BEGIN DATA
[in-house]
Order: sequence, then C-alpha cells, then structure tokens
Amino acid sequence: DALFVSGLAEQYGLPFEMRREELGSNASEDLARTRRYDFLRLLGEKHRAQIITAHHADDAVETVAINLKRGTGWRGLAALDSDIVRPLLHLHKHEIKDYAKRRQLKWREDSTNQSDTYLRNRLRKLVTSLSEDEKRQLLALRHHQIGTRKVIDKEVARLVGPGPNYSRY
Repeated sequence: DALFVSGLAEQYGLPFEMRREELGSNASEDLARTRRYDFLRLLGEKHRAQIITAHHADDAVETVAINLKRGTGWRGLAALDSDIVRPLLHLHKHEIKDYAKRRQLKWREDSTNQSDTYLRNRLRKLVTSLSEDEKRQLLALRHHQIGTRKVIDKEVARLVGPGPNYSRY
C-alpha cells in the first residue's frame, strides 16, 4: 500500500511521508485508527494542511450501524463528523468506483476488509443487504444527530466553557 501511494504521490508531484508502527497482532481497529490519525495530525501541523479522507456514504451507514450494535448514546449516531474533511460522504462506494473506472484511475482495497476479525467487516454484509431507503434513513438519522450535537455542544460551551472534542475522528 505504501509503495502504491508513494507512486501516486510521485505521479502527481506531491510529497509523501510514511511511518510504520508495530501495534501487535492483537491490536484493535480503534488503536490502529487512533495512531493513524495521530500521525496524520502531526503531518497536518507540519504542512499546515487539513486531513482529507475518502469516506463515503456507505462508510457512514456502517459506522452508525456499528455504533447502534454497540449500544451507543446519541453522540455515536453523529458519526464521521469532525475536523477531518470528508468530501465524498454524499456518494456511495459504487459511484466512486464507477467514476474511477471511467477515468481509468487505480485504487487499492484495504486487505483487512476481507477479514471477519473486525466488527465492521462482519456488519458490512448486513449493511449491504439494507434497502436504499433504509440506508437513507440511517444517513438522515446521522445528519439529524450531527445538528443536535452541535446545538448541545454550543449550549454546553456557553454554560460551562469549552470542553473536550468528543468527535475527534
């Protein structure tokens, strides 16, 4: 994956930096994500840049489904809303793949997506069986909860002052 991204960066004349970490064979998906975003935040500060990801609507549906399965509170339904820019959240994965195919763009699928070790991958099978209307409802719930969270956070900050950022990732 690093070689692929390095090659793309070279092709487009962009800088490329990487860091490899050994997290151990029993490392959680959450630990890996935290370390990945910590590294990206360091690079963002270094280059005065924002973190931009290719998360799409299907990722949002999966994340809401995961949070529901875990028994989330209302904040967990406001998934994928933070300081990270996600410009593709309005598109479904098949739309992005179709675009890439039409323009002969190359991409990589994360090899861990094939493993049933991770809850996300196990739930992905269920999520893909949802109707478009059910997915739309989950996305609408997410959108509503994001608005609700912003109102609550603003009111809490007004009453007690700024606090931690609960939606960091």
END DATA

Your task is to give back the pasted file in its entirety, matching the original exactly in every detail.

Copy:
[in-house]
Order: sequence, then C-alpha cells, then structure tokens
Amino acid sequence: DALFVSGLAEQYGLPFEMRREELGSNASEDLARTRRYDFLRLLGEKHRAQIITAHHADDAVETVAINLKRGTGWRGLAALDSDIVRPLLHLHKHEIKDYAKRRQLKWREDSTNQSDTYLRNRLRKLVTSLSEDEKRQLLALRHHQIGTRKVIDKEVARLVGPGPNYSRY
Repeated sequence: DALFVSGLAEQYGLPFEMRREELGSNASEDLARTRRYDFLRLLGEKHRAQIITAHHADDAVETVAINLKRGTGWRGLAALDSDIVRPLLHLHKHEIKDYAKRRQLKWREDSTNQSDTYLRNRLRKLVTSLSEDEKRQLLALRHHQIGTRKVIDKEVARLVGPGPNYSRY
C-alpha cells in the first residue's frame, strides 16, 4: 500500500511521508485508527494542511450501524463528523468506483476488509443487504444527530466553557 501511494504521490508531484508502527497482532481497529490519525495530525501541523479522507456514504451507514450494535448514546449516531474533511460522504462506494473506472484511475482495497476479525467487516454484509431507503434513513438519522450535537455542544460551551472534542475522528 505504501509503495502504491508513494507512486501516486510521485505521479502527481506531491510529497509523501510514511511511518510504520508495530501495534501487535492483537491490536484493535480503534488503536490502529487512533495512531493513524495521530500521525496524520502531526503531518497536518507540519504542512499546515487539513486531513482529507475518502469516506463515503456507505462508510457512514456502517459506522452508525456499528455504533447502534454497540449500544451507543446519541453522540455515536453523529458519526464521521469532525475536523477531518470528508468530501465524498454524499456518494456511495459504487459511484466512486464507477467514476474511477471511467477515468481509468487505480485504487487499492484495504486487505483487512476481507477479514471477519473486525466488527465492521462482519456488519458490512448486513449493511449491504439494507434497502436504499433504509440506508437513507440511517444517513438522515446521522445528519439529524450531527445538528443536535452541535446545538448541545454550543449550549454546553456557553454554560460551562469549552470542553473536550468528543468527535475527534
């Protein structure tokens, strides 16, 4: 994956930096994500840049489904809303793949997506069986909860002052 991204960066004349970490064979998906975003935040500060990801609507549906399965509170339904820019959240994965195919763009699928070790991958099978209307409802719930969270956070900050950022990732 690093070689692929390095090659793309070279092709487009962009800088490329990487860091490899050994997290151990029993490392959680959450630990890996935290370390990945910590590294990206360091690079963002270094280059005065924002973190931009290719998360799409299907990722949002999966994340809401995961949070529901875990028994989330209302904040967990406001998934994928933070300081990270996600410009593709309005598109479904098949739309992005179709675009890439039409323009002969190359991409990589994360090899861990094939493993049933991770809850996300196990739930992905269920999520893909949802109707478009059910997915739309989950996305609408997410959108509503994001608005609700912003109102609550603003009111809490007004009453007690700024606090931690609960939606960091």